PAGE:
(Where Joe was Brutally Murdered in 1826)
This is the story of a quiet, unassuming, working man who lived in a little stone cottage in Homer Lane, near Warden in Northumberland over 200 years ago. We would probably know little about him if it hadn’t been for the way in which he tragically died, as he was murdered in his home on Tuesday 3rd January 1826.
The story has come to unfold as a team led by Beamish Museum have found the remains of his old cottage and are in the process replicating it back at the museum as part of the remaking of Beamish. It is hoped that by 2018 the cottage will be ready for visitors to step into and stand on the very same flag stones as Joe once did!
Aged is his 70’s when he died, he had been a tailor in his early in life, but had taken to making quilts somewhere along the way. So skilled was he at making quilts, he was often commissioned to make them and some were even sent off to Ireland and America. One white, whole cloth quilt was commissioned by a couple for Joe to make as a wedding present for their granddaughter Ann English. This quilt can be currently found in Beamish Museum, County Durham. The museum had the quilt painstakingly replicated (by hand), so it can be used for educational purposes and it shows just how skillful he was, as well as bringing up questions as to how Joe managed to produce such work, considering he lived in such a very small cottage.
His cottage only consisted of 2 small rooms and Joe resided mainly in the living room, while his hens lived in the other! This living room was not only his home but his work room too and considering the size of some of the quilts he made, it makes you wonder how he managed to produce them given the space and the fact that there would be very little light entering the cottage from only one window.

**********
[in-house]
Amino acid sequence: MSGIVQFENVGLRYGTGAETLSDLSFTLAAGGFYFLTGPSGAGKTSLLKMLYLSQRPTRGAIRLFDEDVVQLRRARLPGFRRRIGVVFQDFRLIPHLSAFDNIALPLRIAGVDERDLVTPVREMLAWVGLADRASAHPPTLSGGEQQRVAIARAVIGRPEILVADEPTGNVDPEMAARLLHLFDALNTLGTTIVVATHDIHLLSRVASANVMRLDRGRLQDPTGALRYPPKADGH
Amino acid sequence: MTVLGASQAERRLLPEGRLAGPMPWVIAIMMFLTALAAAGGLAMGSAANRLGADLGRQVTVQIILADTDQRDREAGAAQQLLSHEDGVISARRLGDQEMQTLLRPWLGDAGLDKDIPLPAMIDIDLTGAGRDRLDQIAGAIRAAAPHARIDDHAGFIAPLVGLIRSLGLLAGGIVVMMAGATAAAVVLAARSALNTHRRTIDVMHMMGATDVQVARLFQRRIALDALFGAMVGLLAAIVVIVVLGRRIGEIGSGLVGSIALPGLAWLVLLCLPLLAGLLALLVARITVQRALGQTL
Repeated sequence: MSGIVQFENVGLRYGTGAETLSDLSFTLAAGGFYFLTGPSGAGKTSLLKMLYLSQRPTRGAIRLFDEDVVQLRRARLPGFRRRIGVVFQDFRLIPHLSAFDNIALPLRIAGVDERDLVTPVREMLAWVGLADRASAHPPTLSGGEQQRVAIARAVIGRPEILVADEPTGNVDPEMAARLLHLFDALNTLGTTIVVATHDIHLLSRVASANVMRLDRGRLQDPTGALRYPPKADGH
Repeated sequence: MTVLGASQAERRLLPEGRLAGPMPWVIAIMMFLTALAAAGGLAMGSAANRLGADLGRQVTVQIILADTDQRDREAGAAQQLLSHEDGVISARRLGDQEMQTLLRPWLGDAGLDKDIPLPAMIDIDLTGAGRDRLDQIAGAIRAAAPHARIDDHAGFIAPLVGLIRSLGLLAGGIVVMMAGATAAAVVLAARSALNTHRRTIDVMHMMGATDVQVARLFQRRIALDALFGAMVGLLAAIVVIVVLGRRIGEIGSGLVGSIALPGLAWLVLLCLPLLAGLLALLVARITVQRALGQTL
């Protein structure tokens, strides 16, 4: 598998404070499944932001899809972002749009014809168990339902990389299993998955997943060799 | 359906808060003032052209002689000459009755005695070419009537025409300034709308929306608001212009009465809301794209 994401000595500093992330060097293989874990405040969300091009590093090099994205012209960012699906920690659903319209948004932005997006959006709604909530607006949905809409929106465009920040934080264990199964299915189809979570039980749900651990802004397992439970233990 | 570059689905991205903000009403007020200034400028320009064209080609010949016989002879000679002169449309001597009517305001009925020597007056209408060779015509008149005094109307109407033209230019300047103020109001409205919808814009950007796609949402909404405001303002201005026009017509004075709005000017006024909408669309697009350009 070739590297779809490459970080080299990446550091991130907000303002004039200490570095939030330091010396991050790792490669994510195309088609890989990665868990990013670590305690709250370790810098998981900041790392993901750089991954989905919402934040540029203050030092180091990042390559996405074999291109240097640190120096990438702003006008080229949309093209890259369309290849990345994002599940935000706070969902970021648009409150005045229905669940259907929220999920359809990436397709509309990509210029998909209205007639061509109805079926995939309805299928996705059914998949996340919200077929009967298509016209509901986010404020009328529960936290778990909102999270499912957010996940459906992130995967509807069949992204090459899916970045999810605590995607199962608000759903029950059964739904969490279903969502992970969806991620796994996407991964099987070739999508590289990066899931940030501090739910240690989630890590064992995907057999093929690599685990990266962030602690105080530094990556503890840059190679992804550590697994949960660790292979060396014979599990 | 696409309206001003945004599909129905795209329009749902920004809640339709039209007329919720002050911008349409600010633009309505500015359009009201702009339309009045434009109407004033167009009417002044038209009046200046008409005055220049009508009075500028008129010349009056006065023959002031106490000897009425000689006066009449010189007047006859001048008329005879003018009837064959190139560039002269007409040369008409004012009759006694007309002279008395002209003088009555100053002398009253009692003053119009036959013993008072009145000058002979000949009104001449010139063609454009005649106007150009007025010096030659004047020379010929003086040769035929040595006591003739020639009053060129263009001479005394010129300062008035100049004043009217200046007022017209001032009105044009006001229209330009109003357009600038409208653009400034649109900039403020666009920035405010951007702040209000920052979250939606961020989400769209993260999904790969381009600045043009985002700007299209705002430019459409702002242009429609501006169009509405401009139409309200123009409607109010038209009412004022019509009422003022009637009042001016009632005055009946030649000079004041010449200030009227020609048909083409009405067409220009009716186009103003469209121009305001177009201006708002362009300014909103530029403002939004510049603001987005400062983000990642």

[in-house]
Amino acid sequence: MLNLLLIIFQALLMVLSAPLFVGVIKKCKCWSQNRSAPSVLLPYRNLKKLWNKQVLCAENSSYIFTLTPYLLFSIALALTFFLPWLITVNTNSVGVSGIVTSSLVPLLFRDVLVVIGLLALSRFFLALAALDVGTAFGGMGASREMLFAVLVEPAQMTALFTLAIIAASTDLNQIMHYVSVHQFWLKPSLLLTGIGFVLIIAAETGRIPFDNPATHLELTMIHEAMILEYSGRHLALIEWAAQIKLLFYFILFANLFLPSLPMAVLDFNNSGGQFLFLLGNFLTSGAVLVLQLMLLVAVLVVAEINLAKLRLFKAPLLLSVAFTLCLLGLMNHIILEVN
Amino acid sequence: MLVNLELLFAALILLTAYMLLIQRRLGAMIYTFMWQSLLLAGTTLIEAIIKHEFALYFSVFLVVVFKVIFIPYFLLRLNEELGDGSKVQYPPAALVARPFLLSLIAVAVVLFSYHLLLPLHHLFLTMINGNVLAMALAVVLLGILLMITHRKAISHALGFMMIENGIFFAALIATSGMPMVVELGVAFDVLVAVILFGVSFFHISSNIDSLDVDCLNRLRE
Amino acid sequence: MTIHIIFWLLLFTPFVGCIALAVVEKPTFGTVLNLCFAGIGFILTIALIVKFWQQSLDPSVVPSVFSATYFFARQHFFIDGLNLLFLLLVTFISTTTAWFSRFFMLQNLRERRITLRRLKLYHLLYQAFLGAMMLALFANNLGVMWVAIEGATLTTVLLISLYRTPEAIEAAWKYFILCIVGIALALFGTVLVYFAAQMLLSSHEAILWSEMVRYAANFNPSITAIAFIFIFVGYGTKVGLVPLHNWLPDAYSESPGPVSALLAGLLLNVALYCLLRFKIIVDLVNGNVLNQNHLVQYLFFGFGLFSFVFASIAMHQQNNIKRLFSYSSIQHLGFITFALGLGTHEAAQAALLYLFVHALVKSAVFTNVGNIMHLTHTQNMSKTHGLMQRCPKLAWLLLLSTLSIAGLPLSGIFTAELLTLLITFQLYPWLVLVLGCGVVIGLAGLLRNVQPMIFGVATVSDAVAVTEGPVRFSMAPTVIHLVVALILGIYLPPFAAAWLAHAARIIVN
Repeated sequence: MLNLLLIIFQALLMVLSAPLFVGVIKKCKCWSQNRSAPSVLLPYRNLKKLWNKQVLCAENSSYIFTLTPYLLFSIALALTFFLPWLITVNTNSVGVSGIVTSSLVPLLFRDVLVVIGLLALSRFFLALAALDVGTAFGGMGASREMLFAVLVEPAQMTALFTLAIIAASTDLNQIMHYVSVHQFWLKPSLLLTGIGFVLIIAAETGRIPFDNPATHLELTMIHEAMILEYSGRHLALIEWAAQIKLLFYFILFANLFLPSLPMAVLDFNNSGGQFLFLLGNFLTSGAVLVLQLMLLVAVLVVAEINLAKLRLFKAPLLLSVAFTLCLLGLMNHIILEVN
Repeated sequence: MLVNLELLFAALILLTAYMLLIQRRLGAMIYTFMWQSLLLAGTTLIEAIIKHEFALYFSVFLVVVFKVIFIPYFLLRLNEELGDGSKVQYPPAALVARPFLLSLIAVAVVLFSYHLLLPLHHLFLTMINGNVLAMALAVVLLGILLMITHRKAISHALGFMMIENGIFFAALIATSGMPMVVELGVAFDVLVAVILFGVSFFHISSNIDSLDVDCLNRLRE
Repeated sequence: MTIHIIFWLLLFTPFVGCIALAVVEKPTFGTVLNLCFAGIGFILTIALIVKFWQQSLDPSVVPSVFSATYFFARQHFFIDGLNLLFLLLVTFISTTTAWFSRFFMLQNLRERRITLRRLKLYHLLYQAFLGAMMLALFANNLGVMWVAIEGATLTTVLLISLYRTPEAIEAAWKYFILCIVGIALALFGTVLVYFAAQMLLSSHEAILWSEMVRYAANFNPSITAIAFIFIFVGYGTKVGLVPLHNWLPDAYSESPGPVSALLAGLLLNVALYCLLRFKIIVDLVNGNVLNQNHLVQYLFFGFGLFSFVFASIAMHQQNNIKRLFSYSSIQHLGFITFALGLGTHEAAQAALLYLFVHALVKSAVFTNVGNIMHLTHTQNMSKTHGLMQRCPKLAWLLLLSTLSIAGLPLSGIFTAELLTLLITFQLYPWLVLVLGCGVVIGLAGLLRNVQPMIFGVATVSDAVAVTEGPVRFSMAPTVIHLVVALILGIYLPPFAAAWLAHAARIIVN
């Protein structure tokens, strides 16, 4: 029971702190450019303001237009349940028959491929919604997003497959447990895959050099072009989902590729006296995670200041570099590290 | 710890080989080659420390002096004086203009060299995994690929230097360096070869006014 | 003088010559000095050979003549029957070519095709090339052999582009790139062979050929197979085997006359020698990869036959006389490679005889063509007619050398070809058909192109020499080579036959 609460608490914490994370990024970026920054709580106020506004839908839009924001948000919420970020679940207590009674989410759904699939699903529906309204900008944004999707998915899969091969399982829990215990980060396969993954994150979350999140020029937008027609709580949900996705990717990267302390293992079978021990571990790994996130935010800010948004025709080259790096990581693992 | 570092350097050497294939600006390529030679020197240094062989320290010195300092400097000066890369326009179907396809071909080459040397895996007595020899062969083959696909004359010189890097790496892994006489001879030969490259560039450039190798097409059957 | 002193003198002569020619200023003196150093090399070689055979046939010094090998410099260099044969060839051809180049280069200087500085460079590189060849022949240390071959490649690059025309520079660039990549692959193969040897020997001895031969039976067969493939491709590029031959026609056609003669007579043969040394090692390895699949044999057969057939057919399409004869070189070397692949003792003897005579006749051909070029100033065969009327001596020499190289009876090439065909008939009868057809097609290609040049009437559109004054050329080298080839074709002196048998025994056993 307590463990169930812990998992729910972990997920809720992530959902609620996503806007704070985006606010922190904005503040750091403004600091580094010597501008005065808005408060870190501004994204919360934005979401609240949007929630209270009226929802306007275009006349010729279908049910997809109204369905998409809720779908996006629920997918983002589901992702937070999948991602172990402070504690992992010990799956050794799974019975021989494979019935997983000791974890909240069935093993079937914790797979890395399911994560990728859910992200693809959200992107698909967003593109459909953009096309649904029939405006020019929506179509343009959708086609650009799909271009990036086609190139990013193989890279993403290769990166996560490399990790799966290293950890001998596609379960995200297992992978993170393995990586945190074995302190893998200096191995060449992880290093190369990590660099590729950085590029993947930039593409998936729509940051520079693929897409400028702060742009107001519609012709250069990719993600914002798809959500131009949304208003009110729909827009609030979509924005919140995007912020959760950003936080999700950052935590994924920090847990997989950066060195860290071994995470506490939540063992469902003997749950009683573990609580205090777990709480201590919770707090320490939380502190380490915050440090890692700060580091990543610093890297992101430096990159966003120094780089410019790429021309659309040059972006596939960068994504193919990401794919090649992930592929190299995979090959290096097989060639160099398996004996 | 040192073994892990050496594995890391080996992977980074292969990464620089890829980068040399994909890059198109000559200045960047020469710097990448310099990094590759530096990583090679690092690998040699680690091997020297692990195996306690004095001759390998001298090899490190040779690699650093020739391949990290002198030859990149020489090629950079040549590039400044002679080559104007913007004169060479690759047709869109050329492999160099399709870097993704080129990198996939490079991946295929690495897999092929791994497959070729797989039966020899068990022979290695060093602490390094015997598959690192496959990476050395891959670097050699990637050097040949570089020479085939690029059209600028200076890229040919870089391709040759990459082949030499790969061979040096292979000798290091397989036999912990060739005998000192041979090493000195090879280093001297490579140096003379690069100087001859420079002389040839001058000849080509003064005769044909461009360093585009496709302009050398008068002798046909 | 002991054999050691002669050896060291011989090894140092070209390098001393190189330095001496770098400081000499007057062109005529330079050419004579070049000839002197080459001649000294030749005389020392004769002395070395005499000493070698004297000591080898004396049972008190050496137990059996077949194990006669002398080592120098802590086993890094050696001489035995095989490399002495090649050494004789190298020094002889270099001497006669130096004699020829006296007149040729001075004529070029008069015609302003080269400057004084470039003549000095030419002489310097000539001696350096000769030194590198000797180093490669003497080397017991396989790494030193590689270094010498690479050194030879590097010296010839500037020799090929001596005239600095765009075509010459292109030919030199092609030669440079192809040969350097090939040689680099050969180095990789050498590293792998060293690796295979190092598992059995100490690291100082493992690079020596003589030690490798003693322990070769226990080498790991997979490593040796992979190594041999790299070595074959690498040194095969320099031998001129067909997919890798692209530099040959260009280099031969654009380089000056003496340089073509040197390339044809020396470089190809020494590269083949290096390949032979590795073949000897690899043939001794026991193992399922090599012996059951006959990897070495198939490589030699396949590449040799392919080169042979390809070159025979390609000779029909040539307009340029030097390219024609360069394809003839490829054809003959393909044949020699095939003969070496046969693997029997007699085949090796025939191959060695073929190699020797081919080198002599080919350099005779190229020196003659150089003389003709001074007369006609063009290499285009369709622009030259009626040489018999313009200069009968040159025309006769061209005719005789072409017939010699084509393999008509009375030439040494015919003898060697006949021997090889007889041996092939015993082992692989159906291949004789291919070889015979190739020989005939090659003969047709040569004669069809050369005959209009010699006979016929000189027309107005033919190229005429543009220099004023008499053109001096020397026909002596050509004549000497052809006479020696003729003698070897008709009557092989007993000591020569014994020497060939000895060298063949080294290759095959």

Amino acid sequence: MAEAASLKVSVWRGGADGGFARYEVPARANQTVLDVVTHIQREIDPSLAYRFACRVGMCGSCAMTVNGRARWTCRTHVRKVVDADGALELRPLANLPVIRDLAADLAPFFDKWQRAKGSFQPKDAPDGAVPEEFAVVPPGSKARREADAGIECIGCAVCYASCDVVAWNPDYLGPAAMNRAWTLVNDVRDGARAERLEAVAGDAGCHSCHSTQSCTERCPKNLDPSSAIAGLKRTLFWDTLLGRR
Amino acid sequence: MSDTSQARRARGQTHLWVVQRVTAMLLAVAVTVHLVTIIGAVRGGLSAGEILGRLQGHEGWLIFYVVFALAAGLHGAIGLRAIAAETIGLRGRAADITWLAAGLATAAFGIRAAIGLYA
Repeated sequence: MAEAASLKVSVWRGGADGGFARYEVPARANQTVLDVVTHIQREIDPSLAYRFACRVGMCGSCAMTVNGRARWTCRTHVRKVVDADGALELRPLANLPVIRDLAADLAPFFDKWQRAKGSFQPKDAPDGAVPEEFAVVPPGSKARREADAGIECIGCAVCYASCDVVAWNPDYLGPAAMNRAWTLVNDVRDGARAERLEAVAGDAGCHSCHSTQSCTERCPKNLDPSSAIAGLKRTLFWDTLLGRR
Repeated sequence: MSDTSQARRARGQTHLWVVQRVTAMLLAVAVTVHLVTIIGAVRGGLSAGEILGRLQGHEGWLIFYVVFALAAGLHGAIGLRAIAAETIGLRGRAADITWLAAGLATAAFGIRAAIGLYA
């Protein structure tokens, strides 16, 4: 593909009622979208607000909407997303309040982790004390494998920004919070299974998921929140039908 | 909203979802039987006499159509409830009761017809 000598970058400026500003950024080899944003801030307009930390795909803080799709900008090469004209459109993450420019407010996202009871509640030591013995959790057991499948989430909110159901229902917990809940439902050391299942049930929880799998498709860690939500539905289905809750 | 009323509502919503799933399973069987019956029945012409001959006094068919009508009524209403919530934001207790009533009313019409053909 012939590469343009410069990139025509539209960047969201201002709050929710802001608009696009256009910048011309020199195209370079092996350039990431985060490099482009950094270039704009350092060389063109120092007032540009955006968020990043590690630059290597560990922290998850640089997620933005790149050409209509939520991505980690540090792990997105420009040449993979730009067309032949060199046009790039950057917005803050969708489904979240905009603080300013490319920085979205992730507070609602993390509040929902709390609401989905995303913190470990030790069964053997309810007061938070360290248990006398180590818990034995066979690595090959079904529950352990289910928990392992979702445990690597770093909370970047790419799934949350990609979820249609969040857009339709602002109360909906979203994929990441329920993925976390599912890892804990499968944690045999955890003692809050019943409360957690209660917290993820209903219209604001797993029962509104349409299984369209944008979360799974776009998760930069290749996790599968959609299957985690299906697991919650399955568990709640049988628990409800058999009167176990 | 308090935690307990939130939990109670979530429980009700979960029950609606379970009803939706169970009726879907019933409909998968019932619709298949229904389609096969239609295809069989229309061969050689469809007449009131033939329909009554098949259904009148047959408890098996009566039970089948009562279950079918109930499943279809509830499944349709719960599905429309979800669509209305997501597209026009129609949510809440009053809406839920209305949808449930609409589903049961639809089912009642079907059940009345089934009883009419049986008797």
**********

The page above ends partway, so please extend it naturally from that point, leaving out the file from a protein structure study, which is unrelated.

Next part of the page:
Joe had lived with his wife and nursed her through a long illness until she died, but as a kind and probably lonely man he had been known to welcome travellers and passersby into his home. This could have been his downfall as on the fateful night of his death some person or persons unknown, brutally attacked Joe stabbing him repeatedly. He died trying to fight off his attacker as evidence could be seen of a struggle around his cottage. He was found a few days later by concerned neighbours who hadn’t seen him for a while.
The nation was shocked by the news of this death and even King George IV offered a reward for any information leading to the capture of those concerned, but unfortunately the murderer was never caught!
The cottage was later demolished and it is fortunate maybe due to the location and isolation of the cottage, that nothing had been built there since, so partial foundations were found by John Castling and his team from the museum. They used old records and maps to work out where it must have been located and you can here the full account about finding the cottage here. Youtube story
As mentioned earlier the cottage is due to be open to the public sometime in 2018 so you can stand in his little house and get the feel for how life must have been for him 200 years ago.
With thanks to Beamish Museum and Gerladine Straker for the information and kind permission to tell Joe’s story.